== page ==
Every exchange traded fund (ETF) has its own characteristic that makes it work the way it does, and it is important for investors to be aware of these inner workings. The recently introduced gold-hedge exchange traded note (ETN) may have its own unique theme, but it’s simple enough to understand.
The UBS E-TRACS S&P 500 Gold Hedged Index ETN (NYSEArca: SPGH), which has an expense ratio of 0.85%, is an ETN – unsecured, zero-coupon obligation – that tries to reflect the performance of the S&P 500 Composite and long positions in nearby COMEX gold futures, writes Hard Asset Investor for iStockAnalyst. Gold and stocks sometimes travel in unison, but historically, the correlation between the two asset classes is low or, in the case of the present markets, negative. [The ETN Industry Comeback.]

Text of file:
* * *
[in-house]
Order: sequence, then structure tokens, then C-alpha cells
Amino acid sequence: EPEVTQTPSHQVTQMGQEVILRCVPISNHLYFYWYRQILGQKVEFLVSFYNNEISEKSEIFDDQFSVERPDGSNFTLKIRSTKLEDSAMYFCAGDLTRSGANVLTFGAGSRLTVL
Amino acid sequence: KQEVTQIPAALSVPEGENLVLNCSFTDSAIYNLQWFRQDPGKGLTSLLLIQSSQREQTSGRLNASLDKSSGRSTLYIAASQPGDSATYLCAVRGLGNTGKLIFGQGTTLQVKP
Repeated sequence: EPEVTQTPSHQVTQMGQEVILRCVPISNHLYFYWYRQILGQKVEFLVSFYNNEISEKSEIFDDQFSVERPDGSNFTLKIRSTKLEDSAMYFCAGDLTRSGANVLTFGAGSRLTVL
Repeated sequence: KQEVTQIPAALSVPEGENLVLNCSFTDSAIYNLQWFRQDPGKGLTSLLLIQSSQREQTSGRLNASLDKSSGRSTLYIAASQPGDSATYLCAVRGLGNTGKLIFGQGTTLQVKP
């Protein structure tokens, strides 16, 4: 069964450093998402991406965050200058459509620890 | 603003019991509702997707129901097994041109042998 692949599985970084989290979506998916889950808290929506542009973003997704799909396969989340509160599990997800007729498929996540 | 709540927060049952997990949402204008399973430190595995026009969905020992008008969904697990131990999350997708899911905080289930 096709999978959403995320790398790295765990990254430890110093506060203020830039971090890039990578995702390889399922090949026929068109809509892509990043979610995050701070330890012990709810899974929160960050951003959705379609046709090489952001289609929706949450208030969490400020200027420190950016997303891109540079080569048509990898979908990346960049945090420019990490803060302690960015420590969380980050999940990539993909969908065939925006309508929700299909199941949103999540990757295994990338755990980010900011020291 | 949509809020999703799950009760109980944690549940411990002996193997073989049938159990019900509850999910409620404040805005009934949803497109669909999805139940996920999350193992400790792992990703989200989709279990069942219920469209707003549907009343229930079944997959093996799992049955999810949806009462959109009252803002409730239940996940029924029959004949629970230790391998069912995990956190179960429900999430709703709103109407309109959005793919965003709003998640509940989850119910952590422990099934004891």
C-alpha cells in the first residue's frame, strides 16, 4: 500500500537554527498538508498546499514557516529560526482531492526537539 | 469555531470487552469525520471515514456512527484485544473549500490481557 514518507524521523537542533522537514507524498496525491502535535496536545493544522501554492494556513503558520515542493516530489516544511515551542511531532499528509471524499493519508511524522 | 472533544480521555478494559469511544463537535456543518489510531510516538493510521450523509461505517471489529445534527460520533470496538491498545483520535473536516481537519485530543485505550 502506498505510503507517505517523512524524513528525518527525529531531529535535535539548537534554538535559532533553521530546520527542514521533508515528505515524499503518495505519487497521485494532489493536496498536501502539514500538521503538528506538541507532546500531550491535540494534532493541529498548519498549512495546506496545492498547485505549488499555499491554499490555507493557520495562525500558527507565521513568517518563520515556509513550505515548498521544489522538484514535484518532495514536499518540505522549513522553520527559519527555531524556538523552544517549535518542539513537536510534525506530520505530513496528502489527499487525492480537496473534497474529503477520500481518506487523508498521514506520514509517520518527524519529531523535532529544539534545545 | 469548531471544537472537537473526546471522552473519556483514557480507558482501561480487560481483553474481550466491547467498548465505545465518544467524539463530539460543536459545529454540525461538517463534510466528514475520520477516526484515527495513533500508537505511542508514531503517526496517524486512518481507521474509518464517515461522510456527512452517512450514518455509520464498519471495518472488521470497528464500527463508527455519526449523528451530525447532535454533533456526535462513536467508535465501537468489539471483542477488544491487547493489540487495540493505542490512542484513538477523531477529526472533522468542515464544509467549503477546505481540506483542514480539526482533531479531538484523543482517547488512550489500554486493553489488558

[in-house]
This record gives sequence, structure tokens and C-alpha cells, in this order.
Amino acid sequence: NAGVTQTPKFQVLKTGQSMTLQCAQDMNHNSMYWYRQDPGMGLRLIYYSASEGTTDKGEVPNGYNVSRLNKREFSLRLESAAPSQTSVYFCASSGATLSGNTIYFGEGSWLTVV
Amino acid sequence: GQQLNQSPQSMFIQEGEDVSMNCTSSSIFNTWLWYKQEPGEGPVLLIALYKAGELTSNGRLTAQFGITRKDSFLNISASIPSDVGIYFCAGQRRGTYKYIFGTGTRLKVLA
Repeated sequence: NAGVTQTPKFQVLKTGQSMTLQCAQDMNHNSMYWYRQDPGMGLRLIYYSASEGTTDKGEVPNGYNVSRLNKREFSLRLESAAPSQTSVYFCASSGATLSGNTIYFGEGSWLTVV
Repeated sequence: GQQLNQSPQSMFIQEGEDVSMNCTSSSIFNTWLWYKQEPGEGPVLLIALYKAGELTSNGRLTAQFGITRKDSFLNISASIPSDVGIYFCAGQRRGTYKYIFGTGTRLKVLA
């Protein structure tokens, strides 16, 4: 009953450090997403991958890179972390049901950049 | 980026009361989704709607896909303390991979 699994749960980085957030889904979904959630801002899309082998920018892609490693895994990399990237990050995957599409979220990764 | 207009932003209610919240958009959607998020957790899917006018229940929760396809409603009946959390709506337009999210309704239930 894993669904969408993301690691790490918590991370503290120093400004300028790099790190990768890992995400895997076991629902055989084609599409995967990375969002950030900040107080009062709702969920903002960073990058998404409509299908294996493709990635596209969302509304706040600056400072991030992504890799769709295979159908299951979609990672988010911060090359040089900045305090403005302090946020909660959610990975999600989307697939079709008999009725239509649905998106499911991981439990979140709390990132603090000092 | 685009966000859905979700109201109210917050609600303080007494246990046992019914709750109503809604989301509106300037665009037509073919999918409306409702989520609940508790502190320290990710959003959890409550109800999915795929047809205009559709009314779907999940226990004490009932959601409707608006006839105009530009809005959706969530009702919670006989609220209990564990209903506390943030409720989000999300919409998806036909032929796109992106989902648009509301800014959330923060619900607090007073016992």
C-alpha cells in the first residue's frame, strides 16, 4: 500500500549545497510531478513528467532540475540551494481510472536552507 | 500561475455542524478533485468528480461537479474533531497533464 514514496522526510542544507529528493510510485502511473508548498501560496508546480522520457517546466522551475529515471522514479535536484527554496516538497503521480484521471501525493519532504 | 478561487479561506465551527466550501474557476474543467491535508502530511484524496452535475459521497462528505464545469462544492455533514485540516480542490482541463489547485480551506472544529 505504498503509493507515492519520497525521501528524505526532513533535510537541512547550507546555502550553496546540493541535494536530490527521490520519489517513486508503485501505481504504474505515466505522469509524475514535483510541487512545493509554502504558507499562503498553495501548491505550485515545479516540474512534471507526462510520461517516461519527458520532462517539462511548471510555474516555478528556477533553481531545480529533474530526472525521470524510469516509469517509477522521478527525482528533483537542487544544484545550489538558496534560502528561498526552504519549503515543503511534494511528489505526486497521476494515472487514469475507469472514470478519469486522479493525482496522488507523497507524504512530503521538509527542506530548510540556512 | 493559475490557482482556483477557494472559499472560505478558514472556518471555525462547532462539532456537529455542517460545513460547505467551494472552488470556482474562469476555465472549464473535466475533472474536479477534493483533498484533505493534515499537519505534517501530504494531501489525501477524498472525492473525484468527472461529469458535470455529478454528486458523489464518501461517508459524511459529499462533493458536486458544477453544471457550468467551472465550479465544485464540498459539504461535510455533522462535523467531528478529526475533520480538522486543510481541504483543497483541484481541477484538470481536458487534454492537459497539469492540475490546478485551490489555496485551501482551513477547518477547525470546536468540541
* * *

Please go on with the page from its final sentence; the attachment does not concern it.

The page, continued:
Still, an investor may just go with the “do-it-yourself” method, combining Standard & Poor’s Depository Receipts (NYSEArca: SPY) or the iShares S&P 500 Index ETF (NYSEArca: IVV) with SPDR Gold Shares Trust (NYSEArca: GLD). An equally weighted combination of the funds would cost around 0.25%, but what of the commissions for buying three funds? [The Case for Investing In Gold ETFs.]
There’s the rub. The do-it-yourself portfolio requires manual monthly rebalancing, which may result in higher potential tax liabilities and commissions. At each rebalancing, an investor will pay commission on selling outperformers and buying underachievers. Gains are likely to be counted as short-term, which will be taxed at ordinary income rates.